In today’s ever-evolving world, crises have almost become commonplace. A crisis tests the foundation and the capability of a business. The saying, “when the going gets tough, the tough get going”, actually begins to make sense. It is only during a crisis that your plan Bs, Cs and more come to save you. You need to protect your most treasured stakeholders while navigating through a tight corner – your customers/ clients. In order to retain your customers, you need a strong customer service team and plan in place.
How this team responds during a crisis plays a pivotal role in protecting your reputation and goodwill. Customer service, especially for small businesses is vital as even the smallest mistake can prove quite expensive for a small business to fix. Poor customer service can result in extreme and negative responses from disgruntled customers, who may walk away from your business. During a crisis, customer services should:
• be fully aware of the nature of the crisis.
• be able to respond to the crisis.
• be detail-oriented.
• quickly deliver relevant information to all stakeholders.
• be able to check up on how people are reacting to information that is being given
• ensure follow-ups. When it comes to your customer service strategy, remember the following factors:
• Be proactive: Don’t be reactive and wait for the customer to reach out to you first. Proactively get in touch with your clients or customers. During tough situations, it is always better a customer hears any negative news directly from you, rather than through other sources. This way you can also be sure that accurate information is passed on. Always acknowledge any mistakes on your end first.
• Listen carefully: Listen carefully, understand the exact concerns that are being put forth and respond accordingly.
• Keep promises you make: Reliability is one of the main aspects of customer service. Crises test assurances and promises made.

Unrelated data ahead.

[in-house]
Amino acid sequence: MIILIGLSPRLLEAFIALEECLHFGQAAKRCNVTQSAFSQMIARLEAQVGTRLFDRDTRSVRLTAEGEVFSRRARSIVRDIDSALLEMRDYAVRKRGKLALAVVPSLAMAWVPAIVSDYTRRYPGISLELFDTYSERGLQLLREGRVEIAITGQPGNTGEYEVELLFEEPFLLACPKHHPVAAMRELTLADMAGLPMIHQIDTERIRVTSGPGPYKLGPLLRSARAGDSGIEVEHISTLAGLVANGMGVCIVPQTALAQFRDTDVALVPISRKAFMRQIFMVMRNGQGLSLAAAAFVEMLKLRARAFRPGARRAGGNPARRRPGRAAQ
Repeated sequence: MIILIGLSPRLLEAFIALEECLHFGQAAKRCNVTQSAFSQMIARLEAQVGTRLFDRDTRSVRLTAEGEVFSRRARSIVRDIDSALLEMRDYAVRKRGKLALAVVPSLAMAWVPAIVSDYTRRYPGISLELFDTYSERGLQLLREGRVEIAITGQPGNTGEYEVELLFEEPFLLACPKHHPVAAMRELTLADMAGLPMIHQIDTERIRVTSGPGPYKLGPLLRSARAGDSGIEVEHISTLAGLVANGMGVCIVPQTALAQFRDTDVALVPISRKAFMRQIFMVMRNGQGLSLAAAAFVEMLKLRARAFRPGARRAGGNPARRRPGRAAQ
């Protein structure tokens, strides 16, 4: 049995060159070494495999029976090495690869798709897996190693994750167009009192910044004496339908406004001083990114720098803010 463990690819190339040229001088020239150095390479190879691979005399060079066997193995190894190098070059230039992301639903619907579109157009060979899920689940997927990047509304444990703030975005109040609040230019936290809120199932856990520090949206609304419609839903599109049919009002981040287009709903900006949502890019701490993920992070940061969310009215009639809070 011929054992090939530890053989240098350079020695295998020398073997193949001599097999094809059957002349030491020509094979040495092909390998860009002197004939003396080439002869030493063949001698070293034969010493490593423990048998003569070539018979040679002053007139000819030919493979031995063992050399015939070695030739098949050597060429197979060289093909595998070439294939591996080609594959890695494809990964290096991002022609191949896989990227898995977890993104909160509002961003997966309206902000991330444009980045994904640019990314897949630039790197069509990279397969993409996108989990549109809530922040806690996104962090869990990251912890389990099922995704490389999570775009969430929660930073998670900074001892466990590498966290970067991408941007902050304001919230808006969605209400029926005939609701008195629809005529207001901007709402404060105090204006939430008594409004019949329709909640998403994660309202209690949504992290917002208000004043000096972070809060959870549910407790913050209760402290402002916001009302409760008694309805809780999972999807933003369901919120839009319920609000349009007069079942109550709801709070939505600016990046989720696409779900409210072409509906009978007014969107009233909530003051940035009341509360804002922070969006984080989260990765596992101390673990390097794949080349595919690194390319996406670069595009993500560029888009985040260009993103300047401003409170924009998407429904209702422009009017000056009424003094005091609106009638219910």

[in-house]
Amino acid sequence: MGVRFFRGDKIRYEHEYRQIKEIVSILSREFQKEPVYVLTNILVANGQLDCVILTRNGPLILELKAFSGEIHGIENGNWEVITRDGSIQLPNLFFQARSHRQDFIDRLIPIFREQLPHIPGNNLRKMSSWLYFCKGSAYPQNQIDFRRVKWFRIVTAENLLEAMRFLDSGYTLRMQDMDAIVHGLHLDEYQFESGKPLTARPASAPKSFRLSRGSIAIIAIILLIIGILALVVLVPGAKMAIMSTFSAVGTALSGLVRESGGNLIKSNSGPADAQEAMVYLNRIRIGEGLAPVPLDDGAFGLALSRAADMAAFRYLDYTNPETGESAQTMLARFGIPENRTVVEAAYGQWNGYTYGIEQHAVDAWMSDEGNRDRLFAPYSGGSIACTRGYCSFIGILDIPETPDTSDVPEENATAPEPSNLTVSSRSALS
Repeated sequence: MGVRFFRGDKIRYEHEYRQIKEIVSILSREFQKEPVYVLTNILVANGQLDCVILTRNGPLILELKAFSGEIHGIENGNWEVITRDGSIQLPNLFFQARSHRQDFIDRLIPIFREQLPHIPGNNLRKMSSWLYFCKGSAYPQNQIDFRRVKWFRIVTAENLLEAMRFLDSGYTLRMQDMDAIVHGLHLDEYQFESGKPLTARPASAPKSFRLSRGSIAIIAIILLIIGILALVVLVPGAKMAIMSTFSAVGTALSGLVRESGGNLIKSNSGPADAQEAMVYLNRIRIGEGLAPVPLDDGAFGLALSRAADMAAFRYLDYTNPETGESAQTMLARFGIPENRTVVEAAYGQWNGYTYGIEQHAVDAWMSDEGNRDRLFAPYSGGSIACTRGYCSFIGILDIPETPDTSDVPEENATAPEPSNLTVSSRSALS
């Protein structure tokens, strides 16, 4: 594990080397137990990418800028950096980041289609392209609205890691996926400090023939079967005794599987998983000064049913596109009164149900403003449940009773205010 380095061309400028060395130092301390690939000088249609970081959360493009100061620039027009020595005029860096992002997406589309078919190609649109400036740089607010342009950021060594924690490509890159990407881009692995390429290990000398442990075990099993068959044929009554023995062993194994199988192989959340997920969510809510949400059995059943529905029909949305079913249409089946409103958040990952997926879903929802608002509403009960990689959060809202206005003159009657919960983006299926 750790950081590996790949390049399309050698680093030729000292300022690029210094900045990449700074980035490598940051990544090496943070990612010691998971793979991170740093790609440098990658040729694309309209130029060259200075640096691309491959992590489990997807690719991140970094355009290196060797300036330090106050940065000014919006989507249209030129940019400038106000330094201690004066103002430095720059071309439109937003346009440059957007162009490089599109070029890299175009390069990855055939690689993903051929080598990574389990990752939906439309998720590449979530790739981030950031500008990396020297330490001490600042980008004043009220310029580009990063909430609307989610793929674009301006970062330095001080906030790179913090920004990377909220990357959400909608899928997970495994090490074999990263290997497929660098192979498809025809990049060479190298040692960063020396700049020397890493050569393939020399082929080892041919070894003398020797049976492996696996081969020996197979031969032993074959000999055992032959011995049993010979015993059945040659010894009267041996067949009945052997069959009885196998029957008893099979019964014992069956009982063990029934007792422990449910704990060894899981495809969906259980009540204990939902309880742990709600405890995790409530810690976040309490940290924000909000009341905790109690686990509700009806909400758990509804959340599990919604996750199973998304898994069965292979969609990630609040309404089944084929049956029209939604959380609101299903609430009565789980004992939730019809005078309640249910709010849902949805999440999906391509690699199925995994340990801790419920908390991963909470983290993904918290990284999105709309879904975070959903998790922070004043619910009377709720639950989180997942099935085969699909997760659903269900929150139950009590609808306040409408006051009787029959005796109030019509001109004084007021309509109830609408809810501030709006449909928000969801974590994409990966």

• Help without expectations: When a customer has been well serviced, he will notice that the one who has serviced him might not have much to gain from it. Customers tend to remember such incidents, which will prove beneficial for your small business in the long run.
• Practice your Ps and Qs: Times of crisis, brings out different sides to people’s personalities. No matter how irate a customer gets, make sure you keep your cool and are courteous at all times. Being kind and well-mannered not only helps get through the crisis faster but brings in accolades.
• Use social media sites: Today more or less everyone is easily accessible on social media. Leverage sites like Facebook and Twitter to help in reaching out to a large audience immediately. Posting information during the crisis and replying to customer queries online is a fast and effective customer service approach. • Empathise: It is in the times of crisis when a customer would need reassurance and comfort, but make sure you do not come across as sympathetic, as it may offend the customer. Be professional and empathize instead. A customer would well remember and appreciate if at a weak moment he is serviced with reassurance and genuine concern.
• Maintain an updated database: Keep a record of customer contact information so that they can be accessed easily. A crisis is never planned and hits you when you might least expect it. If a database is easily available, a lot of time is saved and customer service is much more efficient.
• Follow up: Follow ups should be done post a crisis. This serves as feedback for the company as pointers and suggestion could help them improve and be prepared if another crisis were to break out. While customer service may look like a simple job, it involves a lot of patience and is a continuous process. Customer services, especially in times of crisis can make all the difference to you small business.